The Indian tourism sector has been facing massive disruptions for the last few years. First, it started with the economic meltdown, and then came the Covid-19 pandemic. Now, when the industry is gradually recovering from the pandemic impact, the Russia-Ukraine war and its deep driving impact are again hammering the industry.
We had Covid to celebrate the last two years. Then came the War!
I had the opportunity to travel to Europe in April and I was happy to see those nations have decided to treat Covid as normal flu and lifted almost all restrictions. In some nations like Denmark & Netherlands, there are absolutely no covid restrictions at all. The biggest of my joy was at Innsbruck, the University town of Austria where thousands of students are back for their reunion after two long years! But it was a pity to see many business establishments are closed for life and many others are suffering a shortage of employees.
Now the main talks are on the ongoing war (many say the “crazy war”). People have a fear which is multi-faceted and it can make an impact on Indian tourism. It is quite natural that nobody wants to leave their home and families for a long haul destination when there are disturbances on the domestic front. It is really not a war fear, but a precaution, an emotional string in anyone’s life.
There are many other situations getting into the discussions about the high airfares, inflation across the world, non-transparent covid restrictions and protocols and so on. In India, it’s all funny and pure red-tapism at the government levels. Last week one of my travellers sent me a message asking me whether it is still mandatory to get an E pass on jagratha portal to visit Kerala. I could not blame him because he found it on the website of Indigo Airlines. We can’t blame Indigo because the Kerala government has not revoked its earlier order on this.
When I flew from Germany to India a few days before, I was asked to fill in at the Air Suvidha portal which needs some documents to be uploaded within certain sizes etc. I had to take a real pain in doing this as I was travelling in Europe all these days. And to my surprise, absolutely nobody asked for this document at any point of my travel. Should we continue such gimmicks on behalf of Covid precaution?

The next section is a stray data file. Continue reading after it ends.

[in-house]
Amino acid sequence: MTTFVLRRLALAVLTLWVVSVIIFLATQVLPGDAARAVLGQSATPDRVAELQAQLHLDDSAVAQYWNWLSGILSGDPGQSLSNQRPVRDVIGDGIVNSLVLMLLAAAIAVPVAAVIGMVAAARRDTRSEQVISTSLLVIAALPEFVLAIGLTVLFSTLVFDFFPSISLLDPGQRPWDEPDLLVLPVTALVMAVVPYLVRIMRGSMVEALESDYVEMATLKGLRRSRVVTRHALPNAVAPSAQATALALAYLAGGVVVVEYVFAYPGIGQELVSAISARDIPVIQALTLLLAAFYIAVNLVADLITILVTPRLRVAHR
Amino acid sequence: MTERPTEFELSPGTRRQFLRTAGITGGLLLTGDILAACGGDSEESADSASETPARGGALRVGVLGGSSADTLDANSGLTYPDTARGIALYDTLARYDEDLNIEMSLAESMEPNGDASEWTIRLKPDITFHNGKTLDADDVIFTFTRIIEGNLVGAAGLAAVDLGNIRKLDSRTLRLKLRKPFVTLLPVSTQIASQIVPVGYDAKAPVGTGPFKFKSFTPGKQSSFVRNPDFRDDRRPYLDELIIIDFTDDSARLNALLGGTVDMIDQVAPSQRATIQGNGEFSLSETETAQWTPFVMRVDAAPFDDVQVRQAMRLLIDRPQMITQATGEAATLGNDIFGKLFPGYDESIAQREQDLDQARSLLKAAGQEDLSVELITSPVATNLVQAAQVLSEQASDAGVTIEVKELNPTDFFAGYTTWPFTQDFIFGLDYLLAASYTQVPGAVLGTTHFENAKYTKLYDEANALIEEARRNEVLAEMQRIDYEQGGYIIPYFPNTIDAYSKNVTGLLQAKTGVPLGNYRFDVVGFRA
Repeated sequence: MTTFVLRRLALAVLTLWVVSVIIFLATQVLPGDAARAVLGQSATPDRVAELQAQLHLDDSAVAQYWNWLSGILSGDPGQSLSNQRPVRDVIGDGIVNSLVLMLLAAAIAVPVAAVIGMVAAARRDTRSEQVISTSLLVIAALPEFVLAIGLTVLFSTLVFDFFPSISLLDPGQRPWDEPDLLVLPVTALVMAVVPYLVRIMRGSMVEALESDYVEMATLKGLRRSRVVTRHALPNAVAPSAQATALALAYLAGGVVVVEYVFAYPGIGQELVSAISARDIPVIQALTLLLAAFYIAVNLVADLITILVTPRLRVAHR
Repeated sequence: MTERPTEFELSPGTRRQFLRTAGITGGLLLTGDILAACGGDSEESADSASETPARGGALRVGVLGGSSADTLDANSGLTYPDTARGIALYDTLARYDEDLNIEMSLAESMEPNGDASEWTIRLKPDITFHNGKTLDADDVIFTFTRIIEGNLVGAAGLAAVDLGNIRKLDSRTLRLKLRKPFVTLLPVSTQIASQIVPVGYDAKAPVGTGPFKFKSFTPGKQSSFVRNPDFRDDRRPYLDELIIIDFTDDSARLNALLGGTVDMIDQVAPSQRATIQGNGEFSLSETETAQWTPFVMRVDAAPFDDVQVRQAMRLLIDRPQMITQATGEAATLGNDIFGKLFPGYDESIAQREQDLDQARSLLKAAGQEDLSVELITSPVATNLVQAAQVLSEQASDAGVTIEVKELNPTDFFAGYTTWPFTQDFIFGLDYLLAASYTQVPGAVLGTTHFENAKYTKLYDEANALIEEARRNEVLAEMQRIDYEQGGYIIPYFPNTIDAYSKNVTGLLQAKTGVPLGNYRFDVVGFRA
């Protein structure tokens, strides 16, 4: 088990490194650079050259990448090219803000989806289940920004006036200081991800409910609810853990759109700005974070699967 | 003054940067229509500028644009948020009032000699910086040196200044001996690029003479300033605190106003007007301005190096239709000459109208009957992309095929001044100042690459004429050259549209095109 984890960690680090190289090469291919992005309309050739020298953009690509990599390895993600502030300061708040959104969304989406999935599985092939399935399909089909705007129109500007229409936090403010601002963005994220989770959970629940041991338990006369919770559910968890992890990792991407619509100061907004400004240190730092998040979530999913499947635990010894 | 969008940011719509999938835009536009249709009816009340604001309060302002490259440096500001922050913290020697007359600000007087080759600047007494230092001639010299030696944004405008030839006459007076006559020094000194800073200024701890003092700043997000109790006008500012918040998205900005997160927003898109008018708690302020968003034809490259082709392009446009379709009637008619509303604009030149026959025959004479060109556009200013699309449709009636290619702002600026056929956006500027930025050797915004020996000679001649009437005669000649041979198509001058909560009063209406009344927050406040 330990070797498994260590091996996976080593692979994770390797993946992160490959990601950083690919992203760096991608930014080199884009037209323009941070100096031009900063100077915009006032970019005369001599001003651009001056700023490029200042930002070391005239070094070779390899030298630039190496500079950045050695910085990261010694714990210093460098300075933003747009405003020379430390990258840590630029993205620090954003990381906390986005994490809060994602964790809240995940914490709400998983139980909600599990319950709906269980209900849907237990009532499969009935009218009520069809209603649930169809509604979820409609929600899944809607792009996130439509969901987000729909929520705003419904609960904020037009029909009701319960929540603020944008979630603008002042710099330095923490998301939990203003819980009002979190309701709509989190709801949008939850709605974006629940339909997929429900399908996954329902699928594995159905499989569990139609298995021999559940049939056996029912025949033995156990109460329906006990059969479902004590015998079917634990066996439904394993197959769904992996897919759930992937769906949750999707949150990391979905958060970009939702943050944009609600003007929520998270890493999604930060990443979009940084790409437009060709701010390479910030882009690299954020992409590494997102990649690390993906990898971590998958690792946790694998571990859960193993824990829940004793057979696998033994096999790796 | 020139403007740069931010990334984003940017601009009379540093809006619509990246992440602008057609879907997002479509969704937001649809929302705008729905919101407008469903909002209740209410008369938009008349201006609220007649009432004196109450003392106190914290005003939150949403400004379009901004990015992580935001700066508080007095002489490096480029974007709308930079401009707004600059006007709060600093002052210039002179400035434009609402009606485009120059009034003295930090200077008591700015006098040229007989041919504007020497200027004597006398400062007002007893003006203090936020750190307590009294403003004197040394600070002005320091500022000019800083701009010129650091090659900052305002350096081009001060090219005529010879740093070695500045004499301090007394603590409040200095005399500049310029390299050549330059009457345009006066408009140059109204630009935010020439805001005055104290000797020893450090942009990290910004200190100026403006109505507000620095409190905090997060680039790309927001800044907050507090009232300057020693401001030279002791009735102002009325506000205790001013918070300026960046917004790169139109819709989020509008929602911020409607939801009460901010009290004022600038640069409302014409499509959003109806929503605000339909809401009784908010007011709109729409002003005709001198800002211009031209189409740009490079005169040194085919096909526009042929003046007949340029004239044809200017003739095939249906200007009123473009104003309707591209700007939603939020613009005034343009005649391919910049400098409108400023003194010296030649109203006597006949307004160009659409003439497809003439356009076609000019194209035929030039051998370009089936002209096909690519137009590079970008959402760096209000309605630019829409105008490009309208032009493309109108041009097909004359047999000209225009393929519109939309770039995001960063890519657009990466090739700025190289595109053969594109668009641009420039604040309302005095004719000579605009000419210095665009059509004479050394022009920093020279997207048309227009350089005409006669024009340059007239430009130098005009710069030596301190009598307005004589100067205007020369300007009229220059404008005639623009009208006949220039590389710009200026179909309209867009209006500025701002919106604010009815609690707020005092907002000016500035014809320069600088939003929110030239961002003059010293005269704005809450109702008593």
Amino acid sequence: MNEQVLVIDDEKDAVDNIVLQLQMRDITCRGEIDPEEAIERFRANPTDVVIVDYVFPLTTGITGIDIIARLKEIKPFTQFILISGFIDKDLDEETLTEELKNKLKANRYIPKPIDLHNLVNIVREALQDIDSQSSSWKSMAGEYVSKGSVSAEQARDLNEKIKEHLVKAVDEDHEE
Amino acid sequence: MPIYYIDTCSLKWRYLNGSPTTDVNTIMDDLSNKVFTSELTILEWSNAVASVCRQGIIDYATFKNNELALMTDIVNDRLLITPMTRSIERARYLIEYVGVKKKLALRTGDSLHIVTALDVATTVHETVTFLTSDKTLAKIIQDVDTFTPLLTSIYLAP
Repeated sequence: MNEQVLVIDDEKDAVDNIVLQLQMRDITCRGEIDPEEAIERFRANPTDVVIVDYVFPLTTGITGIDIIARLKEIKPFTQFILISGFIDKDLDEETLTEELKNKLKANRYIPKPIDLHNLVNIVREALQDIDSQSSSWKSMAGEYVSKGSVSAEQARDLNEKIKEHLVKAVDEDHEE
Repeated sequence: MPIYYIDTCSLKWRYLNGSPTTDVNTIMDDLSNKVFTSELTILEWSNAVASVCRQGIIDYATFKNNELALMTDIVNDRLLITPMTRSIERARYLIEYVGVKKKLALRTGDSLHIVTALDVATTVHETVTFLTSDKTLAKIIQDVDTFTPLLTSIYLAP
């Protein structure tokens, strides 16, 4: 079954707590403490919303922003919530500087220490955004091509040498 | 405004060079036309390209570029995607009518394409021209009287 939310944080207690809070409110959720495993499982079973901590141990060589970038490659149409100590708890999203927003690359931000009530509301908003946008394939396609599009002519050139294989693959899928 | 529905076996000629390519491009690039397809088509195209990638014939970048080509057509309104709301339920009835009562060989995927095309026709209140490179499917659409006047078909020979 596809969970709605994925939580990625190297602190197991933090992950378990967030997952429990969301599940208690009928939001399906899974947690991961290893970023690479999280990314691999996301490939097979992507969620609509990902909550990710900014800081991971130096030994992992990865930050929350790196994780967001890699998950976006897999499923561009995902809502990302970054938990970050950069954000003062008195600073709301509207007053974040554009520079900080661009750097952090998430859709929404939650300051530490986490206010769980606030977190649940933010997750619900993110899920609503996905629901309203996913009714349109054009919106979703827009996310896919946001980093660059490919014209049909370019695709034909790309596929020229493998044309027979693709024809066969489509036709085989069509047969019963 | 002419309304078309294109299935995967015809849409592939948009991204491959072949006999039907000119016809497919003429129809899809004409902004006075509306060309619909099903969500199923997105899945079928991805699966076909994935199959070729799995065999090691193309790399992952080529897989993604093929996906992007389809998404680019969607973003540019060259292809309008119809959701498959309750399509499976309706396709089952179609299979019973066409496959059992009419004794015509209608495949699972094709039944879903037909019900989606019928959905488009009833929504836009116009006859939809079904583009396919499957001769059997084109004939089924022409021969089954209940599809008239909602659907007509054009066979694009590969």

Many of our industry leaders and colleagues come out with many assumptions about the scope of an inbound surge of Indian tourism in 2022. I would like to express my opinion here which is purely my feeling after meeting a good number of overseas partners and travel experts in Europe.
Covid fear may not create much impact now as people are more or less practical after the experiences of two years plus. But there will be lesser travellers from the 70 plus community.
If war persists, definitely there will be a big reduction in the number of travellers from our main source markets. The only way is to pray for Putin & Zelensky for having better ideas than war!
There is an ever-increasing demand for sustainable travel solutions and India has a big potential for growth. Especially States like Kerala with its responsible tourism may make real progress in the coming years. The biggest advantage will be for the small units like sustainable tour operators, homestays, community-oriented responsible tourism products and family-run small hotels.
Supercharged airfares will pull many travellers back from travelling to long haul destinations. I fully understand the oil price situation which made an impact on airfare. But this height is just superficial. I was travelling on the train throughout Europe this time and all trains were tightly packed always which shows that people travel very much but within Europe.
Thanks to the social security measures taken in the developed countries, I could not find a financial crunch in these places and it’s a good point for tourism because people have money for travel. When I was talking to my Danish partner a few days back, it was interesting to note that they could operate so many groups in 2021, but all groups to some low focused destinations like Jordan which even did beat highly focused Turkey. Hence we should see how the traveller’s mind works now.
My humble request to our Indian tourism authorities is to immediately start the real PR for India along with clearing the channel for arrivals. We should make our visa process transparent and Nationalities like British should be allowed online visas. Also, the Online Visa issuing authorities are like machines who just reject visa applications and never even try to help them to re-apply.
It was such a desperate situation, when I tried to sort out the visa for a Dutch traveller who has no reason for a visa rejection, even I wrote to the Director-General of Indian tourism, but nobody helped me. I am sure there are many other instances too. Indian tourism is a stagnant body for a few years which is a sad situation for India.
If we are smart enough to capitalise on the existing opportunities in the midst of problems, Indian tourism can at least have a glimpse at the end of the tunnel in 2022.
(George Scaria is the Managing Director of Keralavoyages India Pvt Ltd, a Travelife Certified Tour Operator.)
(Disclaimer: The views expressed in the article above are those of the author’s and do not necessarily represent or reflect the views of Partnersincrave.com. Unless otherwise noted, the author is writing in his/her personal capacity. They are not intended and should not be thought to represent official ideas, attitudes, or policies of any agency or institution.)